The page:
The Inquirer is a leading independent daily newspaper published in Liberia, based in Monrovia. It is privately owned with a "good reputation".

Marketers In Red-light Still Defying Gov’t?

By Zogbo S. Mulbah (Internews Intern)
It seems that marketers in the Redlight vicinity are adamant and firm in their decision despite an ultimatum issued by the President calling on business people selling at Red-light Market to vacate and allow development to go on.
The Omega Market duplex halls were constructed by past and current governments with a motive to direct all of street peddlers to move to the newly constructed market halls but since then, the marketers have put up a posture of disobeying government’s orders.
According to our reporter, marketers have refused to stay in the Omega Market where they were designated to sell because of the developments that are taking place on the Red-light community.
In an exclusive interview with one of the marketers, Musu Freeman confirmed that the Liberia National Police (LNP) disallowed them to sell at Red-light, instead, at the Omega Market.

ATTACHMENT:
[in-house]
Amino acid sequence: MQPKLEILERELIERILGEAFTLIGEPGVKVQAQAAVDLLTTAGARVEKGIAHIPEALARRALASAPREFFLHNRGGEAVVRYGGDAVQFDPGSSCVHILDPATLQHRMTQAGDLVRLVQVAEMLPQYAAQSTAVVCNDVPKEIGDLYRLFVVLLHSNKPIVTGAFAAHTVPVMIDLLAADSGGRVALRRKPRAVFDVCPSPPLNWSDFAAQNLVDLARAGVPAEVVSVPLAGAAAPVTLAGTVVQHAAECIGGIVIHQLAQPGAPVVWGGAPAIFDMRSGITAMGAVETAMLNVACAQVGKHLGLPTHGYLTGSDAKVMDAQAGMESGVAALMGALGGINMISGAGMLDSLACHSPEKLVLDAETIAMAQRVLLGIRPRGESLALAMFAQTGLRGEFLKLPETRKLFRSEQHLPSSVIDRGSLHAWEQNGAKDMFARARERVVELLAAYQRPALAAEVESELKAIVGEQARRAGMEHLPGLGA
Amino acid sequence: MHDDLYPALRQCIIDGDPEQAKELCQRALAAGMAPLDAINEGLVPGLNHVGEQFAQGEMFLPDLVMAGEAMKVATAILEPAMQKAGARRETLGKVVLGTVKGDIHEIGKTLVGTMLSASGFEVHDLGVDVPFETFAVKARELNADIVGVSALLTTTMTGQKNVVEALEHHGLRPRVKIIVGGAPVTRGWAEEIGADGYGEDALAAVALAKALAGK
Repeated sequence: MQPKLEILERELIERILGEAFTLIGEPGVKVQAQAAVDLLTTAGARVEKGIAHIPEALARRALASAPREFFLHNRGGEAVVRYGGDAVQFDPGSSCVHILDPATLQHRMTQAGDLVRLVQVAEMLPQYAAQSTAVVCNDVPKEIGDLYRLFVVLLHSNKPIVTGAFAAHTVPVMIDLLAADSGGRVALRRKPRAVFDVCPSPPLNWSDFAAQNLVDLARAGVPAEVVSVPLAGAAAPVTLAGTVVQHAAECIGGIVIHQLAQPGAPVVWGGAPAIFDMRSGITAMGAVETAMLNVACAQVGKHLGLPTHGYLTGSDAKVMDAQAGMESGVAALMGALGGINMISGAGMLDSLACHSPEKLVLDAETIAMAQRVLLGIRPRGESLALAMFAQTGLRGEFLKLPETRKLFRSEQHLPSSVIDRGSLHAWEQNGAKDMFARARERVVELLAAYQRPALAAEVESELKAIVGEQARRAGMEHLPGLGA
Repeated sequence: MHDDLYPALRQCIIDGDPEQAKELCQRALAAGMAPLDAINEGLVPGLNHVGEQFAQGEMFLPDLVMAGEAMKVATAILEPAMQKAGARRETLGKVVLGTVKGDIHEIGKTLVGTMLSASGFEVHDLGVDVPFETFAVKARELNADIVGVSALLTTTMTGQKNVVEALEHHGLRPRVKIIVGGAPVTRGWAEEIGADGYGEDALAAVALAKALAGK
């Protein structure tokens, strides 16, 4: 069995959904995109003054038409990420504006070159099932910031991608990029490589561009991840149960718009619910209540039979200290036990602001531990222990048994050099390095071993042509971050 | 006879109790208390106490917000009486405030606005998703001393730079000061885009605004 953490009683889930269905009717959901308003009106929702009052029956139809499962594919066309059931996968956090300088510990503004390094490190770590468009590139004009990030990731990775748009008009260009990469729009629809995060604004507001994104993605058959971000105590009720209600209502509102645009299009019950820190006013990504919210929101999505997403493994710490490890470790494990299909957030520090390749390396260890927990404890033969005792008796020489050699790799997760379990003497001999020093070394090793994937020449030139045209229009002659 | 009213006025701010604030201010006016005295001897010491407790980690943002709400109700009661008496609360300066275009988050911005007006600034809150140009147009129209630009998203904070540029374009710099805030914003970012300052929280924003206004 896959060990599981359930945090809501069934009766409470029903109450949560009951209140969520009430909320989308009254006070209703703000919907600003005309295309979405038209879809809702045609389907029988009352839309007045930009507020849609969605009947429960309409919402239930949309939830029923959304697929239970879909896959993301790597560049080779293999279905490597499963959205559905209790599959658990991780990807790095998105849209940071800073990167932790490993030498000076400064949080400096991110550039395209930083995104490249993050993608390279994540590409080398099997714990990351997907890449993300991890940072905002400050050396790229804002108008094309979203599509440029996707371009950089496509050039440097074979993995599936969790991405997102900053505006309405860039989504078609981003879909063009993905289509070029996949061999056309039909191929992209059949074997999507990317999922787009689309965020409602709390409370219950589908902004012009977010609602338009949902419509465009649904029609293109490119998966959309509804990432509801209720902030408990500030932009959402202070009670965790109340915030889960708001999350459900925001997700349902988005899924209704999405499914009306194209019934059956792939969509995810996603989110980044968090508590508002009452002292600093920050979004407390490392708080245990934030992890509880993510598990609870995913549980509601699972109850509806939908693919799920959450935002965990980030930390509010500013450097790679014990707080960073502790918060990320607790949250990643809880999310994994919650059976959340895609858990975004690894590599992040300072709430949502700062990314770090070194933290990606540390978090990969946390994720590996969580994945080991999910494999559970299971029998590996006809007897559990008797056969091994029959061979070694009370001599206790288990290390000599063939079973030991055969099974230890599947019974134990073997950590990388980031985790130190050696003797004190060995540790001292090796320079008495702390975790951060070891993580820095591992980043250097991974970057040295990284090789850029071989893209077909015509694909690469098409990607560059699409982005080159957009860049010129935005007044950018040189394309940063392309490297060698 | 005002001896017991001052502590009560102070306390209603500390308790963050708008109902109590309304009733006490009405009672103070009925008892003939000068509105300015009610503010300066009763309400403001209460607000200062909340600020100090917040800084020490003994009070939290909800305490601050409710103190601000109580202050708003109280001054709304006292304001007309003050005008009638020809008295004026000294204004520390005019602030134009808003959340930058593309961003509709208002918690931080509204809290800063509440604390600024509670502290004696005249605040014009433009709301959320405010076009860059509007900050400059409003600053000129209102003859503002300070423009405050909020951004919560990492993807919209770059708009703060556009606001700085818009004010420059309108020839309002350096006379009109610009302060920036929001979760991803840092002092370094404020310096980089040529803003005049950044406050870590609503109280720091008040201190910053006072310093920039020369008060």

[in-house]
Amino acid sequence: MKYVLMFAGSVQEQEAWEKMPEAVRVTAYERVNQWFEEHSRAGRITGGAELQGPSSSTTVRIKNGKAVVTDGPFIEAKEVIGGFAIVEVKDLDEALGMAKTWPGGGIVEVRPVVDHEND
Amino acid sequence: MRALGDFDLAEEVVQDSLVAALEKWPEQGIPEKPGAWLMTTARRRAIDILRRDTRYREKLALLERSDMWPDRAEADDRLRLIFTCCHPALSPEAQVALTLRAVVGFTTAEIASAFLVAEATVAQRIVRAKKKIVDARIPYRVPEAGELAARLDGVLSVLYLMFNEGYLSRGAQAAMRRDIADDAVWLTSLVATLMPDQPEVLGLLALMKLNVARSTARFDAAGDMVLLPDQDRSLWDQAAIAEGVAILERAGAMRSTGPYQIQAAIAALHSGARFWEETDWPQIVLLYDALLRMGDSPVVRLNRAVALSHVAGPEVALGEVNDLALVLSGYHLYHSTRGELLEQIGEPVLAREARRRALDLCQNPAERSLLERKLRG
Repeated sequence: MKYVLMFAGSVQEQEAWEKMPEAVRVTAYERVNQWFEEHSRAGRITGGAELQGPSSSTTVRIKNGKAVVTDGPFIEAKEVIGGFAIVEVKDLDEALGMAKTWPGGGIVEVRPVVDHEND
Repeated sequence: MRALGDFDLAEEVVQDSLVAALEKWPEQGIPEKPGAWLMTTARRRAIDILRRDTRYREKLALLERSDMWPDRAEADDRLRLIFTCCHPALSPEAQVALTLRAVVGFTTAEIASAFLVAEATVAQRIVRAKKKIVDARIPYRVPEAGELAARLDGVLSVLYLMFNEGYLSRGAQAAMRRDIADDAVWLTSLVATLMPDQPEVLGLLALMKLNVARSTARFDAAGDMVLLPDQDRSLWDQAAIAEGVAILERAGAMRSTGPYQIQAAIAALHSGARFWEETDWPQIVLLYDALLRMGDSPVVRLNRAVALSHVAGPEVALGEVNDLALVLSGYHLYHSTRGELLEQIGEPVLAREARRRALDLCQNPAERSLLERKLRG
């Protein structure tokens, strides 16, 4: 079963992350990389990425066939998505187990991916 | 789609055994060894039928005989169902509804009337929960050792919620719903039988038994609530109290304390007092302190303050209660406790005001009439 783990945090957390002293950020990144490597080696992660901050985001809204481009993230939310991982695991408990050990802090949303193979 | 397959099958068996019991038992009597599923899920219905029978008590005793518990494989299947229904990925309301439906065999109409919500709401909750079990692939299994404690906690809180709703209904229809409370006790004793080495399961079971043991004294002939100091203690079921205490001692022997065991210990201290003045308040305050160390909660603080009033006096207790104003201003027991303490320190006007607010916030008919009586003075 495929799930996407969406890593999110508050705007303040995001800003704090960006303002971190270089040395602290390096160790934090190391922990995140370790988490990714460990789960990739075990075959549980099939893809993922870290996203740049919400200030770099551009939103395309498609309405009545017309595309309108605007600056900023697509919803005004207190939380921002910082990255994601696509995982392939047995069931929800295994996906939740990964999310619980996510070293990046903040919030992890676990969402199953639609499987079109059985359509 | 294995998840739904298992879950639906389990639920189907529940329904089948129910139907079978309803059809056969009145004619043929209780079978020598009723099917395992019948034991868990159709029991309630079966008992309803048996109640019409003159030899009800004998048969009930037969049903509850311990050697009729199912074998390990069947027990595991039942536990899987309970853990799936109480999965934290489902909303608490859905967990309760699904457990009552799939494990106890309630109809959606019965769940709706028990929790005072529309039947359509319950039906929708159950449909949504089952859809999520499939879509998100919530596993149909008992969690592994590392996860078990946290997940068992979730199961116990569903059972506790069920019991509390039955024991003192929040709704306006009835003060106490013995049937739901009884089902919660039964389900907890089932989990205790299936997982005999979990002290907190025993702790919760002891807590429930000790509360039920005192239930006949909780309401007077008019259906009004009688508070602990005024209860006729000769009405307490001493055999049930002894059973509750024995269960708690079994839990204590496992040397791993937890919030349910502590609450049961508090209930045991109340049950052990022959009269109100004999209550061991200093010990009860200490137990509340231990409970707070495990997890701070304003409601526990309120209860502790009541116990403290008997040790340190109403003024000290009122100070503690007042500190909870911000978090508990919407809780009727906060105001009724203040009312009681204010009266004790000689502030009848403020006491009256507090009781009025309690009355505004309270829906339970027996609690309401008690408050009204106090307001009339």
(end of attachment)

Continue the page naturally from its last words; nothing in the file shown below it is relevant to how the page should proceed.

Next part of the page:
Ms. Freeman claimed that selling at Omega is not satisfactory to them because selling there is like putting them out of business, noting, “Besides, businesses run slowly within the Omega Market, and sellers can hardly sit there to see their perishable goods spoil and other goods get stagnated,” she explained. “It is better for us to be killed on the street than to allow our businesses to spoil,” Freeman defiantly stated.
Another marketer in person of Andrew Cooper said the reason he left the Omega Market and came back to the Red-light Market is because he can’t be in Omega Market while his mates are in Red-light selling and getting faster money.
He also said that business runs very slowly in the Omega Market than that of Red-light Market.
He Further noted that they have been chased away by the Police and also the Armed Forces of Liberia (AFL) to go and sell in the Omega Market but they don’t think that will happen anytime soon because they want their businesses to run on a daily basis, so that they can be able to feed their families at home and send their children to school.
Others reported that the Omega Market is not going to see them anytime soon and that they are not tired of being chased out of the Red-light Market by the Police.
Marketers accused the Police of usually seizing their goods, beating on them, and sometimes locked them out. “We are already used to it,” they intimated.
They also said that the running race between them and the Police will not end soon, and that they must sell their goods in the Red-light Market and enable them accumulate enough money.

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